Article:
The recent dry weather has slowed disease development that picked up two weeks ago because of cooler wet weather. The biggest issue in area corn fields right now is spider mites, which are being found in area all around the area but are currently worse in fields west of the interstate.
Spider mite populations have increased over the last 7 to 10 days, especially west of the interstate where spider mite colonies can be easily found at the flag leaf or higher. The forecast has this hot and dry weather pattern to continue for at least the next 10 days, giving enough time for spider mite populations to increase to levels that justify treating fields with a miticide.
Most of the fields I am finding spider mites in are past pollination, but our younger corn crop is the most at risk of seeing economic yield loss from spider mite infestations. Work conducted by entomologist in the Texas Panhandle found that spider mites can cause about a 17 percent loss in silage yield and about a 23 percent loss in grain yield.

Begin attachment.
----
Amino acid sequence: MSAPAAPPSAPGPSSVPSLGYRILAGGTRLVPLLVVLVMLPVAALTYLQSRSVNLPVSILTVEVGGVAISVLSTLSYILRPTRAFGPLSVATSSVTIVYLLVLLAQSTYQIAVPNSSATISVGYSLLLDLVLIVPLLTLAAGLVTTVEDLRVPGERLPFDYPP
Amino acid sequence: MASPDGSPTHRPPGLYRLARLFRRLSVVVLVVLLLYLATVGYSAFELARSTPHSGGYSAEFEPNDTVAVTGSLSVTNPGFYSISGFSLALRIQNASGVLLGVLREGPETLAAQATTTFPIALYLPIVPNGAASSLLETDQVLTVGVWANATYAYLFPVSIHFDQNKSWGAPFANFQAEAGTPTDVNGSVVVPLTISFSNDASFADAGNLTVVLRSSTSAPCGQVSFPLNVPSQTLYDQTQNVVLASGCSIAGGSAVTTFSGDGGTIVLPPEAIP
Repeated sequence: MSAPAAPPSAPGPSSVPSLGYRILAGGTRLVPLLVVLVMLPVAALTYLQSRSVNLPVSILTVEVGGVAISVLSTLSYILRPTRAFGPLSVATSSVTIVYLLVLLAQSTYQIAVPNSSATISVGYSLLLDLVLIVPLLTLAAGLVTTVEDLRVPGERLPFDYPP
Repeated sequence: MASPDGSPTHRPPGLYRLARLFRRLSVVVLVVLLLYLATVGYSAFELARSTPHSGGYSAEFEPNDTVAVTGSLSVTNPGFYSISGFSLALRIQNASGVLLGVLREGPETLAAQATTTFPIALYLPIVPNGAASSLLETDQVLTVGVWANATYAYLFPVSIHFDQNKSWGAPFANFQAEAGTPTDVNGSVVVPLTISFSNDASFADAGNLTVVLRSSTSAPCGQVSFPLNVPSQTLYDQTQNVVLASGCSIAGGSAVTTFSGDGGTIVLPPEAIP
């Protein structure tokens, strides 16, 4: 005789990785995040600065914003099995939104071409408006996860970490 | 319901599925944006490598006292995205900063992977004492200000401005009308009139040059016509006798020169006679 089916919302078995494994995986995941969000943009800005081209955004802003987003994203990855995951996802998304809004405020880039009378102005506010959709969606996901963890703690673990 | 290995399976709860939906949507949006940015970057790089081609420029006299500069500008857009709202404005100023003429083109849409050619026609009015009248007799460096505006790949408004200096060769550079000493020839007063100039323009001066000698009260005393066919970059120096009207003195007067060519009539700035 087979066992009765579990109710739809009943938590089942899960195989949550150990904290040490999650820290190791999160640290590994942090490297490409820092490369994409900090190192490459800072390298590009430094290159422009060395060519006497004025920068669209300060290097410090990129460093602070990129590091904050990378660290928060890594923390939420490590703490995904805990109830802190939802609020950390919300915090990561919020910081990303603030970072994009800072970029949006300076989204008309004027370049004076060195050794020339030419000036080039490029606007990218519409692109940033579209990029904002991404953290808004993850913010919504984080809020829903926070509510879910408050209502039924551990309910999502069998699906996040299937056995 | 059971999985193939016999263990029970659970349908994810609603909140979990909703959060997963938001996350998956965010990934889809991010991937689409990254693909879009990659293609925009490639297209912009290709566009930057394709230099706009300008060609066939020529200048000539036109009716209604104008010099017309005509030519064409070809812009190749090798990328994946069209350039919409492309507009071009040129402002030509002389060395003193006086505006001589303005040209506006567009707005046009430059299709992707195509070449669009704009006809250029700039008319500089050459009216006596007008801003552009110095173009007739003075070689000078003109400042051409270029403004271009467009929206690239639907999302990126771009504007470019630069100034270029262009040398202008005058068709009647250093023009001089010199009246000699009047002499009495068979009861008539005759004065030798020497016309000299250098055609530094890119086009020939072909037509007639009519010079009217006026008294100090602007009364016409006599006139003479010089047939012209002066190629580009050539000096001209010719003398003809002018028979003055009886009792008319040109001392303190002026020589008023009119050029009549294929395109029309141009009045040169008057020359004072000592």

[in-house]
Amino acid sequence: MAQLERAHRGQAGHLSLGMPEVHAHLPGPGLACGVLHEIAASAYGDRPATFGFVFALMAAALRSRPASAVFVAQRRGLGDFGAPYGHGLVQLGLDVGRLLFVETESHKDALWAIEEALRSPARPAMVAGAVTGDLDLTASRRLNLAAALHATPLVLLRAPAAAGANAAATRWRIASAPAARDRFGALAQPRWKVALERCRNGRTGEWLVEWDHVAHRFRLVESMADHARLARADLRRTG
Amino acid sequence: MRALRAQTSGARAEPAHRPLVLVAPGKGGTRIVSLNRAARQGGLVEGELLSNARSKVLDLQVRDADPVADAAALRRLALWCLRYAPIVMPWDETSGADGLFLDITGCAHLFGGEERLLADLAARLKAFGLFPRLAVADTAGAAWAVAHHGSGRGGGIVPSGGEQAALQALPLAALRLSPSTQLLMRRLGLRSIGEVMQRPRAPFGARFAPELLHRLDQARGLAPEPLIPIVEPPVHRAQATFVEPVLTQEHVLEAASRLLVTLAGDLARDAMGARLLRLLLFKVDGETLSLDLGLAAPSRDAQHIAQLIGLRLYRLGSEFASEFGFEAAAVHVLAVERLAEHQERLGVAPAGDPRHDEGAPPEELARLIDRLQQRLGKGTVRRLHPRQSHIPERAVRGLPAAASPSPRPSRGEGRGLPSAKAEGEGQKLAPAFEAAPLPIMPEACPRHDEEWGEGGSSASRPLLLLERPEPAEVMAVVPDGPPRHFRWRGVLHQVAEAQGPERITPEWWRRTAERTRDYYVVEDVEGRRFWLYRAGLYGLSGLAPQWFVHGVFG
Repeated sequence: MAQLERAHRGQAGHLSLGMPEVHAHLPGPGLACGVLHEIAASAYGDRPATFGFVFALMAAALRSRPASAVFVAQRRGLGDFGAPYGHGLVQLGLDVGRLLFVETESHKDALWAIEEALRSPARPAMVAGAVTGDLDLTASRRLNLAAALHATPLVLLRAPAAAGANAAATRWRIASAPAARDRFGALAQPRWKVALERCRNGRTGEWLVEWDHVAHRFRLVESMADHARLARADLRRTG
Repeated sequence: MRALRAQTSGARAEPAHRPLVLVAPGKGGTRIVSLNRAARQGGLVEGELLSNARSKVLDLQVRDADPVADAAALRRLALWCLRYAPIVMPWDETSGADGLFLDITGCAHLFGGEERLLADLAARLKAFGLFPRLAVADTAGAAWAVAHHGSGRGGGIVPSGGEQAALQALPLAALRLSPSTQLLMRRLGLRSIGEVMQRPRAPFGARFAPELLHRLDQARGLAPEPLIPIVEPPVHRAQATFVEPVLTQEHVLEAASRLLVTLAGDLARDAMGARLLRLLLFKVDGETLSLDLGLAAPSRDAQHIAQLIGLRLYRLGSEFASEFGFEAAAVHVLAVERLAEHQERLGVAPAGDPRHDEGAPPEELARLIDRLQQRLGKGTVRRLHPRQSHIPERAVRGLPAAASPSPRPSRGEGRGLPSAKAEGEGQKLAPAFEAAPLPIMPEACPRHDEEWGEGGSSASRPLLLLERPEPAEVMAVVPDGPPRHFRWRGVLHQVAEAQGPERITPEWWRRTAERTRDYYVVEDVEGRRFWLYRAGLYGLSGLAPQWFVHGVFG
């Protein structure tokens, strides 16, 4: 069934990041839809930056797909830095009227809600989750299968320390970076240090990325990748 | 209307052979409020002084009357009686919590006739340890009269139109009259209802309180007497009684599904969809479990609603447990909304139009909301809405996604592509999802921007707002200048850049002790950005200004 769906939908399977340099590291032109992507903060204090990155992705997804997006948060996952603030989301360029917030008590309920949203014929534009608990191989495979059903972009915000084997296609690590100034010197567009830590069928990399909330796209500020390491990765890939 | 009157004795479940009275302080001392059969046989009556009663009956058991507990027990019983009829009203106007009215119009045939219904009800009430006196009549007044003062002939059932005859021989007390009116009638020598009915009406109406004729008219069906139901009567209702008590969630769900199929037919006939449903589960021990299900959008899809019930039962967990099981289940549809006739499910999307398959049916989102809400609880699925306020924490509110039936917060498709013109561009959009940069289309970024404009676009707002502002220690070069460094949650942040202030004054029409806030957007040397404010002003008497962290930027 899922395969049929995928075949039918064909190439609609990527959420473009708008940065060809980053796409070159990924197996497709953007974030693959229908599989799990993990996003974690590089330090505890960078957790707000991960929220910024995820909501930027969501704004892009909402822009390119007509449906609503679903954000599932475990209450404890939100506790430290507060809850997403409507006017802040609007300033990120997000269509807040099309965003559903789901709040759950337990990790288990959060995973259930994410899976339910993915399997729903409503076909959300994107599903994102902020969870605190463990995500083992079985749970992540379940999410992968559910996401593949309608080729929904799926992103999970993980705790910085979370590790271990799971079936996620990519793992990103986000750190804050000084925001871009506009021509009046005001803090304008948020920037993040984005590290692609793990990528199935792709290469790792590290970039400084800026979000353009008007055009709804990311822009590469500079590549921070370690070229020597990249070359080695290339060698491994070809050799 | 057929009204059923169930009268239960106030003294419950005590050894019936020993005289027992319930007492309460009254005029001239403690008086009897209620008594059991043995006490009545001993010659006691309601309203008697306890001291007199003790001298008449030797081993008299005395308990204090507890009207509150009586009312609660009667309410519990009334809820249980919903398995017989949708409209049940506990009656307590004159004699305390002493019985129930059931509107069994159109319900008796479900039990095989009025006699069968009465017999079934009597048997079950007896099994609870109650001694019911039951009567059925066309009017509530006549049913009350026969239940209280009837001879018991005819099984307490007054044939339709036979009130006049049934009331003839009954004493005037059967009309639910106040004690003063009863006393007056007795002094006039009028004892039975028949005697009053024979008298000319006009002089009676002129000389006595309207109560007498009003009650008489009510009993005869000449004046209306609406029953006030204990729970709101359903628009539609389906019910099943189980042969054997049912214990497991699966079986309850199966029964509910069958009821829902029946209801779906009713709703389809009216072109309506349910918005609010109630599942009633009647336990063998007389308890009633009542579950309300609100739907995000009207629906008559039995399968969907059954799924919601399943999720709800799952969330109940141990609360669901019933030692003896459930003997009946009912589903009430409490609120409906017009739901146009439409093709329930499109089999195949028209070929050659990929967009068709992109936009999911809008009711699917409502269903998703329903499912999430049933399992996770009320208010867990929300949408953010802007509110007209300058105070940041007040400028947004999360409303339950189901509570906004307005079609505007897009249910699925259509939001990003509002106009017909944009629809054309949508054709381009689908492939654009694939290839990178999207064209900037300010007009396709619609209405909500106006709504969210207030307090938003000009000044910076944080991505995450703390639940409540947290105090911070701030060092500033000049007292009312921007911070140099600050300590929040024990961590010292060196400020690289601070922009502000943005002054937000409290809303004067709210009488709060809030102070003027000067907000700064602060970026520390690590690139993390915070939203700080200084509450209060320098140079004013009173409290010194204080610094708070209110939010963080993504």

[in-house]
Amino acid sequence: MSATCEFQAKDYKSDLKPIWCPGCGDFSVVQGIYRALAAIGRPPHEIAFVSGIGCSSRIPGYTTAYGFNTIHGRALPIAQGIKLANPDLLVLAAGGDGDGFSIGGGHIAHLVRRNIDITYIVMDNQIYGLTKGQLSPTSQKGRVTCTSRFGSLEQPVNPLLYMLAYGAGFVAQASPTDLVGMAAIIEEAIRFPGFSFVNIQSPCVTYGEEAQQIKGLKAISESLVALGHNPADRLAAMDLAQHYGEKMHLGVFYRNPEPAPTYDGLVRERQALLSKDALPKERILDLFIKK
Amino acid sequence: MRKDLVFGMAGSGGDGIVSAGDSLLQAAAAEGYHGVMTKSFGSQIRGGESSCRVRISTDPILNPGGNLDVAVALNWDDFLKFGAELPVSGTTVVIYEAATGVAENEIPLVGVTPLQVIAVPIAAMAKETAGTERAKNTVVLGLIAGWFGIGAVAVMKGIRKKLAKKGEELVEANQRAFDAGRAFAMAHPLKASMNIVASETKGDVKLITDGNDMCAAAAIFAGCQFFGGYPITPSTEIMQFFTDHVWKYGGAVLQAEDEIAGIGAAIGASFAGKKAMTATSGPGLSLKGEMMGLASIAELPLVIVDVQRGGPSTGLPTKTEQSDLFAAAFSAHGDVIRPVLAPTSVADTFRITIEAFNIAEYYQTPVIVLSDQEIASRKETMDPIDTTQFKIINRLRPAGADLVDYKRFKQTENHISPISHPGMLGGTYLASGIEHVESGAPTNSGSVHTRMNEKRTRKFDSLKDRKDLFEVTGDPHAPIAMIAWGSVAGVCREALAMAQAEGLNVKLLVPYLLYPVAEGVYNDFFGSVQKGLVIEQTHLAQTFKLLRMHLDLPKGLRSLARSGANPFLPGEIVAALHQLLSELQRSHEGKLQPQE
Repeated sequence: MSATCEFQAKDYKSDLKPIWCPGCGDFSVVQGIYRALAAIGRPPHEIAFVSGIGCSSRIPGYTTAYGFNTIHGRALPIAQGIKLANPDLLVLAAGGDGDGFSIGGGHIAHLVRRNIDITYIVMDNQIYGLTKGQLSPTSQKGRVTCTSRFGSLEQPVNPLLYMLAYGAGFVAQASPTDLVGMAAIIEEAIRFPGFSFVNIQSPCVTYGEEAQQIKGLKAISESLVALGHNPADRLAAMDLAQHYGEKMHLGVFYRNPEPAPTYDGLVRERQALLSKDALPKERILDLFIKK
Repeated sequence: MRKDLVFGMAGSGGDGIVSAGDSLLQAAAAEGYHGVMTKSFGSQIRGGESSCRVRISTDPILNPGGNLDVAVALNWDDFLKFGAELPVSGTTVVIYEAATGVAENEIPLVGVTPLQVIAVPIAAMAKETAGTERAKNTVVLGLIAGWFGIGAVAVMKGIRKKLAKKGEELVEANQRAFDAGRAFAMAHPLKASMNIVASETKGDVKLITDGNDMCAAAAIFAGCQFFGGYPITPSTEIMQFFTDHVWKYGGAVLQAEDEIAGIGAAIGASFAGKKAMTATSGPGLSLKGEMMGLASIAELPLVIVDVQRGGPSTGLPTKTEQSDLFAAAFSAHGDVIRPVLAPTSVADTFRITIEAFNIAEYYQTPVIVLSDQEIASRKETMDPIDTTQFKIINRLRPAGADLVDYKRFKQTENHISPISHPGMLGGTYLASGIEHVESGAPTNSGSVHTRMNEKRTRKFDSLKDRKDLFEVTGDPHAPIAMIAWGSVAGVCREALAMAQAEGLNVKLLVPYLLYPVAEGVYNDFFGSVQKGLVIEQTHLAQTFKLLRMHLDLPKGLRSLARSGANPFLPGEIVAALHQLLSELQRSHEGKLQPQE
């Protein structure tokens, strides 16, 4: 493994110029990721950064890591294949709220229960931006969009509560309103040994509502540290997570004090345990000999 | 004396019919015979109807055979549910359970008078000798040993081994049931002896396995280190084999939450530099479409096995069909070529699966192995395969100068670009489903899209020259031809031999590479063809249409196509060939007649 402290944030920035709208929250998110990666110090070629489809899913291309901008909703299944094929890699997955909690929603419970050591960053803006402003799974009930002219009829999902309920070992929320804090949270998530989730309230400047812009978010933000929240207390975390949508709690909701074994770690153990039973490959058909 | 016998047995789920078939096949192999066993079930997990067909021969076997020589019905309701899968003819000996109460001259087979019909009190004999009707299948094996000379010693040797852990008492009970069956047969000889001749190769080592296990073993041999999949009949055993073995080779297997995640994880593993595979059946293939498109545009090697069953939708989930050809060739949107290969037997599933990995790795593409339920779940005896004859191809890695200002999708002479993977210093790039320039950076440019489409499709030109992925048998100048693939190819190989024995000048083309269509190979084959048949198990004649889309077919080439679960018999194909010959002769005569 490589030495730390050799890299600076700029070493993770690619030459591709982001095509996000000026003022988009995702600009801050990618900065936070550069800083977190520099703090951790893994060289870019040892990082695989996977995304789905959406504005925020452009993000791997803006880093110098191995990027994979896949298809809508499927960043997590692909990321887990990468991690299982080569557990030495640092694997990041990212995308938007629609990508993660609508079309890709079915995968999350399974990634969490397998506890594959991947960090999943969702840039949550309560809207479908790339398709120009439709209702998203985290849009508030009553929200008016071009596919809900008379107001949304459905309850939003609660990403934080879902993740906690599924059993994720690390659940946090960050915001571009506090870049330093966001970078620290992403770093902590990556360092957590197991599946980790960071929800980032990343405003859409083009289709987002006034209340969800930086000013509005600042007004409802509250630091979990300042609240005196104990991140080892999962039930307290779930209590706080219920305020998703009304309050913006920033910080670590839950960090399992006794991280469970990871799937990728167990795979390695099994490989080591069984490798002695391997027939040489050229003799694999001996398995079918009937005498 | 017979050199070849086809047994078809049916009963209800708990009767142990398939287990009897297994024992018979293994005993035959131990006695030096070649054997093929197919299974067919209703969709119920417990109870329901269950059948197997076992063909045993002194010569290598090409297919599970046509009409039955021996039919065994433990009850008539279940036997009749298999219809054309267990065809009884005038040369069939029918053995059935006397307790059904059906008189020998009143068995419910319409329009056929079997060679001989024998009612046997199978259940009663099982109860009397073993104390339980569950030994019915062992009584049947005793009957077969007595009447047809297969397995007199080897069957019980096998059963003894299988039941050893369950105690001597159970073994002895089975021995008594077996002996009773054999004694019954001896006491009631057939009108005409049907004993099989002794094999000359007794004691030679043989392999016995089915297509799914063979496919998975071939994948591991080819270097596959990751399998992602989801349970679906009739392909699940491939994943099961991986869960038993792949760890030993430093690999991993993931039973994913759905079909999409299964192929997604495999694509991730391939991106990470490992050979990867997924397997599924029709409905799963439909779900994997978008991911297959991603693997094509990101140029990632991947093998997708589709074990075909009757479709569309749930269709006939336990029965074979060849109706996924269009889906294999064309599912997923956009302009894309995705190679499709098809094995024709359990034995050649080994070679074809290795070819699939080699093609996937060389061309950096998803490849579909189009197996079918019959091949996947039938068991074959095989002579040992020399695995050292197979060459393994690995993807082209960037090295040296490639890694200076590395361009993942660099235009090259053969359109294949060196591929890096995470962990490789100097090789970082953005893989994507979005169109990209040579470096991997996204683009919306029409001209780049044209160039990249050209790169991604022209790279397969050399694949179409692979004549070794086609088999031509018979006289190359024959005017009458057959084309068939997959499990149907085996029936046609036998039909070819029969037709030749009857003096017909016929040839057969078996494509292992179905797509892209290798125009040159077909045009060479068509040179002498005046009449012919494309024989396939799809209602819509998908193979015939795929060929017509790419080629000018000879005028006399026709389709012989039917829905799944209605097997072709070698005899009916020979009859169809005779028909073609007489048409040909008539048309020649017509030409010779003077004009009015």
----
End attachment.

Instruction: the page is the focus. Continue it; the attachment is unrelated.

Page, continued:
Corn should be treated for spider mites before they cause stippling on the ear leaf or middle third of the canopy. Once corn reaches the dent stage spider mites do not cause economic loss, but if feeding damage is severe it can cause fields to lodge before harvest.
Our grain sorghum crop is growing nicely thanks to the recent rains with very few issues. Last week I looked at some fields in the south eastern portion of Hill County and found some aphids, but none of them were sugarcane aphids. The predominant aphid I am finding in area sorghum is the corn leaf aphids which does not negatively impact grain sorghum yield.
Sugarcane aphids have been found on Johnsongrass throughout the county, and this hot dry weather is favorable for rapid reproduction of the sugarcane aphid. Fields should be scouted weekly right now until sugarcane aphids are found in the field and then scouting should be conducted every three to five days.